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Probiotics, Recovery Foods And Vitamin C: Overview With Product Links

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Wiebke

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These chapters have been copied from the complete hand feeding guide with the kind permission of @helen105281 to help members to source the products more quickly either in a medical emergency or for their first aid kit. All products mentioned are available internationally; they are shown in their current packaging, so members from abroad will hopefully find them more easily when googling suppliers for their own country.

Overview of recovery formula foods
(for syringe feeding and top support)


The following products can be used for hand feeding and can be obtained from your vets or online, mix according to the instructions on the packet:

- Emeraid herbivore (UK product, online from vet suppliers)
Generally very well tolerated by ill piggies off any food.

- Oxbow Critical Care for Herbivores (internationally available online or in shops)

- Oxbow Critical Care Fine Grind (easier to feed; internationally available)

- Supreme Science Recovery for Herbivores (UK brand, online)


Emergency alternative:
· Any pelleted brand of dry food, soak in warm water, leave to cool and then mash into a paste.

You will need to cut off the tip of a 1 ml syringe with scissors just before the syringe widens in order to allow the rougher fibre to pass but to hold the syringe plunger still in. Adjust the consistency of the paste so it passes through but it not too watery. Mushed up pellets mixes may need to be a little bit more watery in order to pass through the syringe because the fibre in them is rougher than in the proper recovery care products listed above.

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Wiebke

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Probiotics and vitamin C

During syringe feeding it is also a good idea to give both probiotics and vitamin C. The following products are suitable.

Overview of probiotic products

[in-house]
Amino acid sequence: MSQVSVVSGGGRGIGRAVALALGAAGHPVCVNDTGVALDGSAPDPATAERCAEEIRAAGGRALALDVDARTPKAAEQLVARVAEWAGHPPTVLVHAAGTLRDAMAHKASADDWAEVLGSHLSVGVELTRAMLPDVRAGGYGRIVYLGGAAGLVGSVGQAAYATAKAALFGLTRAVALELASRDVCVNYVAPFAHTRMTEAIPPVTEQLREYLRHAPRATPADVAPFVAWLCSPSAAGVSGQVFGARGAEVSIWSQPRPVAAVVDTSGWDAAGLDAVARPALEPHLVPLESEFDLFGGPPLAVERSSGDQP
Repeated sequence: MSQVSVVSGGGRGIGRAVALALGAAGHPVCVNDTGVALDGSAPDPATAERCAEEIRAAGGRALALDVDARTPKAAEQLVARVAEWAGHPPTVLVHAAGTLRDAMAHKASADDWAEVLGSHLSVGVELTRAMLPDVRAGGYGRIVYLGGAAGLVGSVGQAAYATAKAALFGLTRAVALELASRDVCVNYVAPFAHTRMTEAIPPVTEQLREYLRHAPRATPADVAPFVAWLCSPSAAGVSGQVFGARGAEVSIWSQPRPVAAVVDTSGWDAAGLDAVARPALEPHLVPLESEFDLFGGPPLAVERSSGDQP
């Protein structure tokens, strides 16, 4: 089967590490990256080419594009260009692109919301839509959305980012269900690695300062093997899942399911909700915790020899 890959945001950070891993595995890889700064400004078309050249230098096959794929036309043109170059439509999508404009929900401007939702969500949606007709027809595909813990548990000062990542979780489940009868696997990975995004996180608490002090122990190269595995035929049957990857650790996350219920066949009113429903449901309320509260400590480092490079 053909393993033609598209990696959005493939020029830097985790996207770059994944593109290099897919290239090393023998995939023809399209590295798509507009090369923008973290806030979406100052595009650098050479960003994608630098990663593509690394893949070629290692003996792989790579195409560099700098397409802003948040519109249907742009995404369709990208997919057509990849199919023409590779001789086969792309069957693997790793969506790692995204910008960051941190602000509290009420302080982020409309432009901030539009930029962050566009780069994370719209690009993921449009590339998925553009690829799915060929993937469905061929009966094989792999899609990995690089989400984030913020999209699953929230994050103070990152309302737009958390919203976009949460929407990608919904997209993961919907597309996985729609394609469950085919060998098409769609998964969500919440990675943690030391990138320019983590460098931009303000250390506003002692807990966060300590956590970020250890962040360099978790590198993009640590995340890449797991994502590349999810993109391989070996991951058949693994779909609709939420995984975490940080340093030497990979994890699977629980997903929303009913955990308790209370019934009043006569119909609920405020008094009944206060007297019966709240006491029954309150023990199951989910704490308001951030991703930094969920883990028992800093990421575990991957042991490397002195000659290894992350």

Standard probiotic powders
- Pro C
(UK brand; easily available from pets at home and other pet shops)

- Bio Lapis (available from the vets or online UK. Good general purpose brand)

- Avipro Plus
(available online in the UK. Does not contain any added calcium, a consideration for bladder stone piggies)

- Bene Bac (US brand. Available internationally online or in some pet shops)


Stronger probiotic support for guinea pigs with total loss of appetite or persistent gut issues
- Fibreplex
(UK product available online or from some vets)

- Bene Bac Plus for Rabbits (USA and internationally online or in some pet shops)


Emergency or additional treatment
- 'Poo soup' (i.e. live healthy guinea pig gut microbiome transfer)

Alternatively or additionally to any of the other probiotic prodcuts, you can give 'poo soup' - the water in which very freshly dropped poos from a healthy piggy (i.e. on ethat not on any antibiotics or lots of other meds and who has healthy poos themselves) have been soaked.
If you can keep the period between the poo being dropped by a healthy companion and you syringing the water in which the fresh poos have been soaked to 10-15 minutes then a good deal of the gut microbiome will arrive still live in the ill piggy's gut and can get to work there.
The best way of getting hold of really freshly dropped poos is to sit a healthy piggy on a towel/in a cosy or on your lap blanket in a carrier or on your lap and feed them a bit of fresh grass or veg. Eating usually triggers poo dropping, so you should see some perfect poos for soaking within a few minutes. ;)